Tell us about yourself and your family:
I have two adult children, and a five month old Maltese puppy, Sasha, who brings joy to me and wherever she goes in Rye!
I have returned to Rye after many years of living in New York City. I am a Managing Director at Abernathy MacGregor and a crisis management expert.
How are you involved with Bread of Life? How did you get started?
My children graduated from Rye High School and it was my daughter who encouraged me to look for ways to use my daily baking for the greater good. That was the day I saw the sign on Boston Post Road for Bread of Life. They welcomed my offer of three French baguettes each weekday. It has been over a year now. I am in awe of their service and while three baguettes each day is not much, they have encouraged me that even a small contribution is meaningful to them and to those who receive the bread.
Why do you continue? What are you learning in the process?
There is something new to learn each day, tweaking the bread and assessing the results. That is something we encourage in my whole extended family. Even the little ones try the bread and provide a review.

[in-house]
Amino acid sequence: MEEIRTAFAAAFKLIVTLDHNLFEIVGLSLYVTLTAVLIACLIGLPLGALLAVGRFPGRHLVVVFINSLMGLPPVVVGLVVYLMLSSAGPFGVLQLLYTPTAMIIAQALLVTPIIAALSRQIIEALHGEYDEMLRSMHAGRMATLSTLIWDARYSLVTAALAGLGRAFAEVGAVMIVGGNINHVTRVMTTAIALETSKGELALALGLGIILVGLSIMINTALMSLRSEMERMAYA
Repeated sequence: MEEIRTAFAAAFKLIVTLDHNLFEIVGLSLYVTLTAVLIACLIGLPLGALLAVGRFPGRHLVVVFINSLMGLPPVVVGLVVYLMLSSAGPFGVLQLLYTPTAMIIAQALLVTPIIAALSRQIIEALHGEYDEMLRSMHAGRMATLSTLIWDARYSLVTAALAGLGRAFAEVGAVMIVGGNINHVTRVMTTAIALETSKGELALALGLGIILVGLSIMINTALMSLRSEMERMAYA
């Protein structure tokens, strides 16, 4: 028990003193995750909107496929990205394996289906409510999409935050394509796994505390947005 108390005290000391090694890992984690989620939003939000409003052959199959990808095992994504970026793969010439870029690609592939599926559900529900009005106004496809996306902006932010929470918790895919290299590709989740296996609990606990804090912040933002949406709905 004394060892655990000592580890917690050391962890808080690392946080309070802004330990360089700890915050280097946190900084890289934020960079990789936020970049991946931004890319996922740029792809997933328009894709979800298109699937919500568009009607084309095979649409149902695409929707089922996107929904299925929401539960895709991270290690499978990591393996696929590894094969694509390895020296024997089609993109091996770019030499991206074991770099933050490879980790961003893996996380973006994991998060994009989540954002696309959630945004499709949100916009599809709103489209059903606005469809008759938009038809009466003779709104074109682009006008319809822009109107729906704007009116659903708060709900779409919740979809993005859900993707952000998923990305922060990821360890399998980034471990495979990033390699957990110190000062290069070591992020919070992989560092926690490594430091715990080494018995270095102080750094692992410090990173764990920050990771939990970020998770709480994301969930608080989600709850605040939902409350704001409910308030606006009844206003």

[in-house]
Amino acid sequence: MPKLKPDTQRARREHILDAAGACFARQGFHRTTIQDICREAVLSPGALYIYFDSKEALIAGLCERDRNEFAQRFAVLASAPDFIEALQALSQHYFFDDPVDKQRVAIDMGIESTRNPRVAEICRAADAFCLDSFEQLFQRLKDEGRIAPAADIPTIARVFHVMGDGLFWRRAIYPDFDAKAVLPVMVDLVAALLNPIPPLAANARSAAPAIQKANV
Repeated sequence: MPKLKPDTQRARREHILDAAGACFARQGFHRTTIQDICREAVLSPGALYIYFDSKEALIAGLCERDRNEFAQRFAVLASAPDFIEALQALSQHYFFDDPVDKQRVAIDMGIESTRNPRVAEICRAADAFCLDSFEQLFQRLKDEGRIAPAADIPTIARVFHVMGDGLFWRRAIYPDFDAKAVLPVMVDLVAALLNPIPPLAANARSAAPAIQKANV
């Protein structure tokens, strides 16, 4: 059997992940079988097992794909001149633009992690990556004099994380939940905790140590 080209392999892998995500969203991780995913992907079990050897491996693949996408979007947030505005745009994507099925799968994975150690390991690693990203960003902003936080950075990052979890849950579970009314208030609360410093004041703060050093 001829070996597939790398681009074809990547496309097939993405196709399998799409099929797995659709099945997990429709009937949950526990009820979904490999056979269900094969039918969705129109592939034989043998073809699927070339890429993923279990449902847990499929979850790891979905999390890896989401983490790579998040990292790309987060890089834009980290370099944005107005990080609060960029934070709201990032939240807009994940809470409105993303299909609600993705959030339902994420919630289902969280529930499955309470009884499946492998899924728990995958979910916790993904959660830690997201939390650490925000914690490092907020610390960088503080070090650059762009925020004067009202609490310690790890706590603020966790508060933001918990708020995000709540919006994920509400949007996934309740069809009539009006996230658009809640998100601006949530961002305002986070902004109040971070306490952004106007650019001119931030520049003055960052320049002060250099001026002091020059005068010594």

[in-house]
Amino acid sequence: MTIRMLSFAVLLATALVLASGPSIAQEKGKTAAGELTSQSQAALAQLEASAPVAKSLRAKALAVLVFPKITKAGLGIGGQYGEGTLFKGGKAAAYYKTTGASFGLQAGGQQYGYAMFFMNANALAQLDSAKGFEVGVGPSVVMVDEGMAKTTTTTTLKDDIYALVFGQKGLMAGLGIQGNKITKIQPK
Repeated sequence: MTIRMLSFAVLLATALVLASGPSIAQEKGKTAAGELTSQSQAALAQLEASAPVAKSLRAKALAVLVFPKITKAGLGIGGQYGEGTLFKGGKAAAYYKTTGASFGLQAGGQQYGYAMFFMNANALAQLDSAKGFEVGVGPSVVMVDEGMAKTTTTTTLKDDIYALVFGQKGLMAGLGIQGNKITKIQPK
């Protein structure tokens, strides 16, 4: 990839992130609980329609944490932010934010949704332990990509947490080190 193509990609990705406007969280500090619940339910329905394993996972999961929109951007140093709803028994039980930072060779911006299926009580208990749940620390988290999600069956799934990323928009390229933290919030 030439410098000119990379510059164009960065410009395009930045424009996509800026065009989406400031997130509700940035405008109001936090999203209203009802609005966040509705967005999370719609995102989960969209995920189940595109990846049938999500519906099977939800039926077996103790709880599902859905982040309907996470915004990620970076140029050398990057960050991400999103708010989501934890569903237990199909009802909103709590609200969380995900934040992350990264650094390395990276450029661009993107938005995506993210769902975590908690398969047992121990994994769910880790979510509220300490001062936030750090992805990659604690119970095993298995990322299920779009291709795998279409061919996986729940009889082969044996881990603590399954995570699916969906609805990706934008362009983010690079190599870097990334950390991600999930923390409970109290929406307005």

In returning to Rye, it has been a special pleasure to become more involved with the community. I am a new Board member of Rye Community Synagogue, and sing with their choir, as well as the Fairfield Chorale. It is a honor to continue a family tradition, as my 91-year old mother Lee Katz had her (Zoom) Bat Mitzvah at the Synagogue last year at the height of covid.
Anything else you'd like to share with us?
I often tell those in my field that in order to do this intense work, one must have other interests as well. I write crime fiction under the pen name Rona Bell. One of my short stories, "Prey of New York," received special mention in Otto Penzler and Louise Penny's "Best American Mystery Stories 2018," published by Houghton Mifflin.
Do you have an Instagram account?
Some of my bread makes it into Rona Bell's Instagram account, RonabellRonaBell.